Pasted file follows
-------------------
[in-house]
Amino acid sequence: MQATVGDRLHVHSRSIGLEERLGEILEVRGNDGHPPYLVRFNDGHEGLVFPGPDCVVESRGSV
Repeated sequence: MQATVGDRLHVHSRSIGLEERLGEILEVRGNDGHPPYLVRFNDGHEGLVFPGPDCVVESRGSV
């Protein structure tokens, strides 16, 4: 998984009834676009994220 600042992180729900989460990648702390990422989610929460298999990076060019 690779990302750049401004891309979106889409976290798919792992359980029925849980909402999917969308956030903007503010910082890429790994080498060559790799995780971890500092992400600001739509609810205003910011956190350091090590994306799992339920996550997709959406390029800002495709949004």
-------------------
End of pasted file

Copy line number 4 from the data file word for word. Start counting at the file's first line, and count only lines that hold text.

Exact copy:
């Protein structure tokens, strides 16, 4: 998984009834676009994220 600042992180729900989460990648702390990422989610929460298999990076060019 690779990302750049401004891309979106889409976290798919792992359980029925849980909402999917969308956030903007503010910082890429790994080498060559790799995780971890500092992400600001739509609810205003910011956190350091090590994306799992339920996550997709959406390029800002495709949004």